Gavin Newsom

The Democratic Presidential Rumor Mill Grows From 18 To 25! But Probably 10 “Serious” Possibilities!

Nine days ago, this blogger published an article, discussing 18 potential Democratic Presidential candidates for 2020.

My article was a bit ahead of the media in bringing up the issue, but now the rumor mill has come up with 7 more potential Democratic candidates, making for a total, in theory, of 25!

This is the silly season, right after the First Hundred Days of Donald Trump, and having a list this lengthy does seem a bit ridiculous.

However, for the record, the other 7 names being bandied about are:

Former Maryland Governor Martin O’Malley from 2007 to 2015 and Baltimore Mayor before that from 1999-2007, age 57 in 2020, who this blogger should NOT have left off the original list. O’Malley was once thought of as the “new generation” of leadership, but could not compete against Hillary Clinton, Bernie Sanders, and the rumors that Joe Biden would run. Certainly, he belonged on the original list of 18, making it 19, and has a likely better chance in theory than some on that list.

Entrepreneur, businessman, and owner of the Dallas Mavericks basketball team, Mark Cuban, age 62 in 2020, who is very personable and appealing, and could be the “outsider”, equivalent of the Democrats’ Donald Trump, but personally, this blogger is not keen about outside businessmen with no government experience, and Donald Trump just adds to that feeling, that it is not a great idea.

Virginia Governor Terry McAuliffe, age 63 in 2020, who leaves office at the end of this year, but was formerly Democratic National Chairman from 2001-2005; Bill Clinton co chair in the 1996 Presidential campaign; and Hillary Clinton chair in the 2008 Presidential campaign, has the disadvantage of being connected to the Clintons, and has an image of being a bit sleazy and crooked throughout his political career, so would not seem a likely choice to get very far in the 2020 Presidential race. If anything, Senators Tim Kaine and Mark Warner seem more likely candidates from Virginia.

New Orleans Mayor Mitch Landrieu, age 60 in 2020, whose sister Mary was a long time US Senator from Louisiana fromJimmy 1997 to 2015, and whose father, Moon Landrieu, was Mayor of the city from 1970-1978, and Housing and Urban Development Secretary under Jimmy Carter from 1979 to 1981, has become recently controversial with his decision to remove Confederate monuments in the city, including those of Jefferson Davis and Robert E. Lee. Being a moderate Southern Democrat might make some think of Jimmy Carter and Bill Clinton, but it would seem highly unlikely that he would have much of a shot at the nomination for President.

Los Angeles Mayor Eric Garcetti, who would be 49 in 2020, and who is Jewish and also of Mexican heritage as well, and mayor of the second largest city in America in the largest state in America, might possibly be a more serious nominee on paper. Garcetti has long experience in city government, being a member of the LA City Council, and then its President, for nearly a total of 12 years on the Council, and Mayor since 2013. Being a person of urban and multiple ethnic and religious Los Angeles, the most diverse city possible in America, might just be a positive in the long run, and this is a person to watch, in the view of this blogger.

We also have two Massachusetts members of the House of Representatives, Seth Moulton, who would be 42 in 2020; and President John F. Kennedy’s grand nephew, Robert F. Kennedy’s grandson, and former Congressman Joe Kennedy II’s son, Joe Kennedy III, who would be only 40. Moulton has served since 2015 in the House, and Kennedy since 2013, and both have made names for themselves with their liberal views, and both are seen as ambitious rivals, but a bit young to be thinking of running, or be considered at all for the Presidency. Also, only James A. Garfield in 1880 went directly from the House to the Presidency, and then he was tragically killed within months. To believe a House member would be elected is highly unlikely.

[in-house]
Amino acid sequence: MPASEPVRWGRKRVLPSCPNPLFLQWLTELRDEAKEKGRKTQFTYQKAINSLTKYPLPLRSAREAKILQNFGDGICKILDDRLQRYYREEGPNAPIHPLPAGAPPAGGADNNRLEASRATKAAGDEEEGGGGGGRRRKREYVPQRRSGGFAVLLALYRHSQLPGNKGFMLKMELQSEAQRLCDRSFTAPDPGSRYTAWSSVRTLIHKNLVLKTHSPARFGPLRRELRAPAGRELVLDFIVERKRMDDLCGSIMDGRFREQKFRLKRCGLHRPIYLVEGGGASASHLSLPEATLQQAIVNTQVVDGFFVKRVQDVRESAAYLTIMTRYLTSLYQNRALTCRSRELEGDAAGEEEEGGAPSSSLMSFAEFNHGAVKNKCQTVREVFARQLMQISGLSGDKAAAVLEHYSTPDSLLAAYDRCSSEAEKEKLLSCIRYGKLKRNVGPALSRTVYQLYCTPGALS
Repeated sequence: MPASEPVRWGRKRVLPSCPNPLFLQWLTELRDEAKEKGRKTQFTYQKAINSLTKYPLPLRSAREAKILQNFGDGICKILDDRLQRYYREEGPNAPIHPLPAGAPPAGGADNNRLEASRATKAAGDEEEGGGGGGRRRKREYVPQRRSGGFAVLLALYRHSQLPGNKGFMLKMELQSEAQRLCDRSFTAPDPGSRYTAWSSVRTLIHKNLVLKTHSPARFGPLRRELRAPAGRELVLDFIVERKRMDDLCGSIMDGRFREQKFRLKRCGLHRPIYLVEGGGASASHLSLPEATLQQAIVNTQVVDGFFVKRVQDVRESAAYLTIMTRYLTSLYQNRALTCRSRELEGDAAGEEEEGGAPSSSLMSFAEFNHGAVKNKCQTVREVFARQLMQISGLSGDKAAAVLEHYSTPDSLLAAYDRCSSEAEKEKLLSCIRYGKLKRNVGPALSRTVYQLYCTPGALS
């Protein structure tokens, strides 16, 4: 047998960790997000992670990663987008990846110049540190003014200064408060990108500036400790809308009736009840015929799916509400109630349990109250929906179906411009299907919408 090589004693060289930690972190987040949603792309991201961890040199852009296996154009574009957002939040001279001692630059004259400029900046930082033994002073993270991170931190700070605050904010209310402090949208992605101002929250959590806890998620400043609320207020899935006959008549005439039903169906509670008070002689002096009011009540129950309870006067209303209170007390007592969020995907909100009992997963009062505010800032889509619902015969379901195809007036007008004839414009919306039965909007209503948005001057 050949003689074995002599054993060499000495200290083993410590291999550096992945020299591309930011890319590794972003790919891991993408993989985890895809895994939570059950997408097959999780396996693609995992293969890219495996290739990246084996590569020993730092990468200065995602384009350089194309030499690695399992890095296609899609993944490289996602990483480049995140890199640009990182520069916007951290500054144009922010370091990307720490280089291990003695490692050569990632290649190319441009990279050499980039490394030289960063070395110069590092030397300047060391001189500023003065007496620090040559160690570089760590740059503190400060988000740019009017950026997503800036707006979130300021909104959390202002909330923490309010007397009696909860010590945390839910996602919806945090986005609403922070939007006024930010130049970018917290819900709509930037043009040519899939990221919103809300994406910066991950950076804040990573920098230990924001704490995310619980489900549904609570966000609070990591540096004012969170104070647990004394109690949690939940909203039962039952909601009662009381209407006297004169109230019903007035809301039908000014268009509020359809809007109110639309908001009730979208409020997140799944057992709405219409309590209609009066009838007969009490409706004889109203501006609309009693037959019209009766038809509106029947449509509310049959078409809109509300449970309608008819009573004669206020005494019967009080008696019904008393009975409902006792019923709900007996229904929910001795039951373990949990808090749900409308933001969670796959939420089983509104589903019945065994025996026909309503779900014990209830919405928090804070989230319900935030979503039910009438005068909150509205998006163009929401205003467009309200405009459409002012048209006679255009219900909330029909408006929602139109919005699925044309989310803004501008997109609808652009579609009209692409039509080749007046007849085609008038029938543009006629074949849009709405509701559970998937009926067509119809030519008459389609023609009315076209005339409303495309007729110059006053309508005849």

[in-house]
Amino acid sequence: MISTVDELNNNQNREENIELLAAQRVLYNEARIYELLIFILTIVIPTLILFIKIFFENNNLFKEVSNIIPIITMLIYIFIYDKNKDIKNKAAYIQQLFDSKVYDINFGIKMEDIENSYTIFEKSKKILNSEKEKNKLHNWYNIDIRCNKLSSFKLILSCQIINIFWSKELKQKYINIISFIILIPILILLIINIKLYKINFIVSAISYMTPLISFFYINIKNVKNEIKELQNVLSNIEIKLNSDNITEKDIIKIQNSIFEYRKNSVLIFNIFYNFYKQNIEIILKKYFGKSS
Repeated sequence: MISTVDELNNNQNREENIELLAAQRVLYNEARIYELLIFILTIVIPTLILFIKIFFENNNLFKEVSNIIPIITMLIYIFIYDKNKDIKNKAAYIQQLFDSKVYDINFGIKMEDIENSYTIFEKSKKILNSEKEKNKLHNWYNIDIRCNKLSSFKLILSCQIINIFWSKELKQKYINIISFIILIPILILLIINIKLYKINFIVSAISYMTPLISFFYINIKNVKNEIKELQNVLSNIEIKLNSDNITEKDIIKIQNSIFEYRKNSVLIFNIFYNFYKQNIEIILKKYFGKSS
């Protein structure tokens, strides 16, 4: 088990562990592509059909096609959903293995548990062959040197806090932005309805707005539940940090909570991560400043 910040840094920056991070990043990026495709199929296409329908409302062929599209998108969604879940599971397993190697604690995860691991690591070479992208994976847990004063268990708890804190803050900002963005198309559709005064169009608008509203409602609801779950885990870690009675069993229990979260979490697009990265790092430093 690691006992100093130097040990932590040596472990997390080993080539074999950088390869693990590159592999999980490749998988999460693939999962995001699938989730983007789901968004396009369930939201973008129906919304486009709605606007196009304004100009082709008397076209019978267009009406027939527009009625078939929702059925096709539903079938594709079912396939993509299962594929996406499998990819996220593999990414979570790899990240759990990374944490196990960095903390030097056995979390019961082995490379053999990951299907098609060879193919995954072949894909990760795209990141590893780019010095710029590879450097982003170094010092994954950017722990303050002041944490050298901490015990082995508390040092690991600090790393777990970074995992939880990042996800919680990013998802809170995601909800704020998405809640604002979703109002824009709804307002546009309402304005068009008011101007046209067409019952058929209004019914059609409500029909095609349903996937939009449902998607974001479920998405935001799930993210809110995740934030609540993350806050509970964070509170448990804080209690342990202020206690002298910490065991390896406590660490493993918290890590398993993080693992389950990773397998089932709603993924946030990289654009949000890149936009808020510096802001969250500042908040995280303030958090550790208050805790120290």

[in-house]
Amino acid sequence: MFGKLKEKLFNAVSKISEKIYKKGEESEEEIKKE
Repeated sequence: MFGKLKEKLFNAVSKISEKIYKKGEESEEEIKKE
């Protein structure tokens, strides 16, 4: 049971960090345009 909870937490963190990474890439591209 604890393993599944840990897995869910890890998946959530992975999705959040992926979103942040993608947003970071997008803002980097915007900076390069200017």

In the view of this blogger, one could add O’Malley and Garcetti to the shorter list with Chris Murphy, Cory Booker, Amy Klobuchar, Andrew Cuomo, Gavin Newsom, Mark Warner, Sherrod Brown, and Elizabeth Warren as the most legitimate candidates.

So I am saying a total of 10 serious candidates is likely, which is certainly long enough—6 US Senators, 3 Governors (assuming Newsom is elected California Governor), and 1 Mayor, LA Mayor Garcetti. The list also includes 2 women, 1 African American, and 1 Jewish and Mexican combination (Garcetti). This is a pretty representative list.

Any commentary by my readers on this and the April 25 article is welcome!

Time For “A New Generation Of Leadership” For Democrats Running For The Presidency

The Democratic Party needs “new blood” running for President in 2020, just as it had in John F. Kennedy in 1960; Jimmy Carter in 1976; Bill Clinton in 1992; and Barack Obama in 2008.

This is not the time for “old” leadership, meaning another run for the White House by Hillary Clinton or Joe Biden. Anyone reading this blog knows of my great admiration for Biden, but at age 78 in 2020, it is too late, in the author’s opinion, for him to be a serious alternative. And as much as Hillary Clinton has an exceptional background, having run for President twice, and being still seen by many as a divisive figure, and being 73 in 2020, it is proper to say that her time has passed.

It is also NOT the time for Bernie Sanders, who despite his strong support, is not really a cooperative member of the Democratic Party, not having been a member until he decided to run for President, and now backing away again from membership in the party. His age in 2020, 79, also makes him far from a good choice for such a demanding job.

What about Elizabeth Warren? She will be 71 in 2020 and is an inspiring person, but the problem of misogyny that Hillary Clinton faced, which was a factor in her defeat, argues against Warren, as she has been cast in a negative light by many, for her vehement and outspoken manner. This blogger admires her, but finds it hard to believe she could win in the 2020 Presidential race.

So basically, what we need is someone not thought about before, and there are a multitude of candidates one can think of to consider for 2020.

Senator Tim Kaine of Virginia, (62 in 2020) )Hillary Clinton’s Vice Presidential running mate, is one, as is his fellow Virginian, Senator Mark Warner (65 in 2020). But both are seen by many as too moderate centrist, not appealing to the Bernie Sanders supporters in 2016.